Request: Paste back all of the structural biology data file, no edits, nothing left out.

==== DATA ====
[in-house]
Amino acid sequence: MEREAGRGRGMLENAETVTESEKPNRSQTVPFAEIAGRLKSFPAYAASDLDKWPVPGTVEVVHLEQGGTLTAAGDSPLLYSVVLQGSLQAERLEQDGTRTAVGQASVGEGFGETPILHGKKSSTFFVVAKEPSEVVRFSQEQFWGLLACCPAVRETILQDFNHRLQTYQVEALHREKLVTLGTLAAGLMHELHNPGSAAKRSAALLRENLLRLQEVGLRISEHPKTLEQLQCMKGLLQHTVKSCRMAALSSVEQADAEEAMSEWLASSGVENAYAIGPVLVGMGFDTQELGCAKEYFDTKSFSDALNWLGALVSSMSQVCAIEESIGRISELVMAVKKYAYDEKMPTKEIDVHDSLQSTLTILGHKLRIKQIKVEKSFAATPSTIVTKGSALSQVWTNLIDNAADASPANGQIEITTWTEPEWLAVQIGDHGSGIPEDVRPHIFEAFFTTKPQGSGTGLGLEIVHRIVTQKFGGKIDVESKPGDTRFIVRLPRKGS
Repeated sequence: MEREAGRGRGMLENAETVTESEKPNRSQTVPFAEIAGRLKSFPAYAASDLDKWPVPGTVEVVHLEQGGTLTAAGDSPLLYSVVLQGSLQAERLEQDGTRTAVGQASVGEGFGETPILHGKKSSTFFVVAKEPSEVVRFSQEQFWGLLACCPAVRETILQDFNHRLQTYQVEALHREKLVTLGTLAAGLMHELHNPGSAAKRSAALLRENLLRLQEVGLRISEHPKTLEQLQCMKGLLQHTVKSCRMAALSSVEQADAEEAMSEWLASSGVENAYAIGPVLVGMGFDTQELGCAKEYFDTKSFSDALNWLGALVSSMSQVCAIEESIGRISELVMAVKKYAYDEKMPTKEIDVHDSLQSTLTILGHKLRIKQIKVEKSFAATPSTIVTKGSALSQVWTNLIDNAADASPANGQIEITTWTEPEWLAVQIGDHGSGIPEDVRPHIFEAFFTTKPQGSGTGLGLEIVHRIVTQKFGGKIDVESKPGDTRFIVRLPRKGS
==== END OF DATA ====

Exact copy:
[in-house]
Amino acid sequence: MEREAGRGRGMLENAETVTESEKPNRSQTVPFAEIAGRLKSFPAYAASDLDKWPVPGTVEVVHLEQGGTLTAAGDSPLLYSVVLQGSLQAERLEQDGTRTAVGQASVGEGFGETPILHGKKSSTFFVVAKEPSEVVRFSQEQFWGLLACCPAVRETILQDFNHRLQTYQVEALHREKLVTLGTLAAGLMHELHNPGSAAKRSAALLRENLLRLQEVGLRISEHPKTLEQLQCMKGLLQHTVKSCRMAALSSVEQADAEEAMSEWLASSGVENAYAIGPVLVGMGFDTQELGCAKEYFDTKSFSDALNWLGALVSSMSQVCAIEESIGRISELVMAVKKYAYDEKMPTKEIDVHDSLQSTLTILGHKLRIKQIKVEKSFAATPSTIVTKGSALSQVWTNLIDNAADASPANGQIEITTWTEPEWLAVQIGDHGSGIPEDVRPHIFEAFFTTKPQGSGTGLGLEIVHRIVTQKFGGKIDVESKPGDTRFIVRLPRKGS
Repeated sequence: MEREAGRGRGMLENAETVTESEKPNRSQTVPFAEIAGRLKSFPAYAASDLDKWPVPGTVEVVHLEQGGTLTAAGDSPLLYSVVLQGSLQAERLEQDGTRTAVGQASVGEGFGETPILHGKKSSTFFVVAKEPSEVVRFSQEQFWGLLACCPAVRETILQDFNHRLQTYQVEALHREKLVTLGTLAAGLMHELHNPGSAAKRSAALLRENLLRLQEVGLRISEHPKTLEQLQCMKGLLQHTVKSCRMAALSSVEQADAEEAMSEWLASSGVENAYAIGPVLVGMGFDTQELGCAKEYFDTKSFSDALNWLGALVSSMSQVCAIEESIGRISELVMAVKKYAYDEKMPTKEIDVHDSLQSTLTILGHKLRIKQIKVEKSFAATPSTIVTKGSALSQVWTNLIDNAADASPANGQIEITTWTEPEWLAVQIGDHGSGIPEDVRPHIFEAFFTTKPQGSGTGLGLEIVHRIVTQKFGGKIDVESKPGDTRFIVRLPRKGS